The European Trilateral Track 2 Nuclear Dialogues, organized by the Center for Strategic and International Studies (CSIS) in partnership with the Royal United Services Institute (RUSI) and the Fondation pour la Recherche Stratégique (FRS), has convened senior nuclear policy experts from the United Kingdom, France, and the United States (P3) for the past nine years to discuss nuclear deterrence and nonproliferation policy issues and to identify areas of consensus among the three countries.
The Carnegie Endowment invites you to join over 800 experts and officials from more than forty-five countries and international organizations to debate—and explore solutions for—the most pressing challenges in nuclear deterrence, arms control, disarmament, nonproliferation, energy, and security.
While critics of nuclear arms often describe them as indiscriminate weapons that would be used to target civilian population centers, U.S. nuclear planning is deliberately aligned with the moral values that govern the U.S. way of war.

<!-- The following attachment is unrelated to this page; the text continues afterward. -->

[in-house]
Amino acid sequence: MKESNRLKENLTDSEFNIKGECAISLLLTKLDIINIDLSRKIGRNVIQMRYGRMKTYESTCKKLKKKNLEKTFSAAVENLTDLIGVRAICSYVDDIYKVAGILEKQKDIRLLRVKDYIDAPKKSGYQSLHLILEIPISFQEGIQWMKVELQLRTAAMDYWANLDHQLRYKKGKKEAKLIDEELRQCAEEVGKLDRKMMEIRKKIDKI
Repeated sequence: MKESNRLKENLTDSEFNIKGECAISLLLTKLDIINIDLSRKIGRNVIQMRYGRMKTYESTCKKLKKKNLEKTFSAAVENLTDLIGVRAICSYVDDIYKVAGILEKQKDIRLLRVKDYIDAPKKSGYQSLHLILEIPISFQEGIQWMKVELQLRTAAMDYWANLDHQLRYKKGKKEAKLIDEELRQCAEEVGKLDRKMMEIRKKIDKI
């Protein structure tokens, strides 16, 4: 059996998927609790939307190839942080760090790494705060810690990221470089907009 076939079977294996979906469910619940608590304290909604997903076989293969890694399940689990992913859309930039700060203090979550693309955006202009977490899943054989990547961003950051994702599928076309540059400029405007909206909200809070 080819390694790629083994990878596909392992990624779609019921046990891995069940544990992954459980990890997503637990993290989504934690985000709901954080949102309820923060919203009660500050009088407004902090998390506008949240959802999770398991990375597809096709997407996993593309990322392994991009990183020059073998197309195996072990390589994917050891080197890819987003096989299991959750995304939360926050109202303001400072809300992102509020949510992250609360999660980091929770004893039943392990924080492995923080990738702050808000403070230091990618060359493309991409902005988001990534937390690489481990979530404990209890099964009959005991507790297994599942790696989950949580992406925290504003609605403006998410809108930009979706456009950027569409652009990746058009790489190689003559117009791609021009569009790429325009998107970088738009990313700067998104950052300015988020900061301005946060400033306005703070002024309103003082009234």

An on-the-record discussion with Ambassador Lewis Dunn on how to bridge the gap between nuclear-armed and non-nuclear-weapon states.
Extended nuclear deterrence strengthens alliances, except when it didn’t.
A Collection of Papers from the 2017 Nuclear Scholars Initiative and PONI Conference Series
If the nuclear ban treaty follows trajectories of other weapons prohibitions, it could strengthen the norm against nuclear weapons use and possession, and even decrease production. Difficult work likely lies ahead, however.
Recent decisions have left lasting impacts on international law in ways that might affect whether ban treaty supporters rely on international courts for disarmament.
In July, 122 states voiced support for the Treaty on the Prohibition of Nuclear Weapons. The treaty will enter into force 90 days after 50 states ratify it. But what effect, if any, could this treaty have given that none o f the nuclear weapon states have signed it? And if a goal of the treaty – as stated in its preamble – is to bring about complete nuclear disarmament, how could this be achieved through further treaty developments or other efforts?
I’m sharing excerpts from an interview with Toshiki Fujimori, a Hiroshima bomb survivor and assistant secretary general of HIDANKYO (Japan Confederation of A- and H-Bomb Sufferers Organizations), who sits squarely in the humanitarian camp.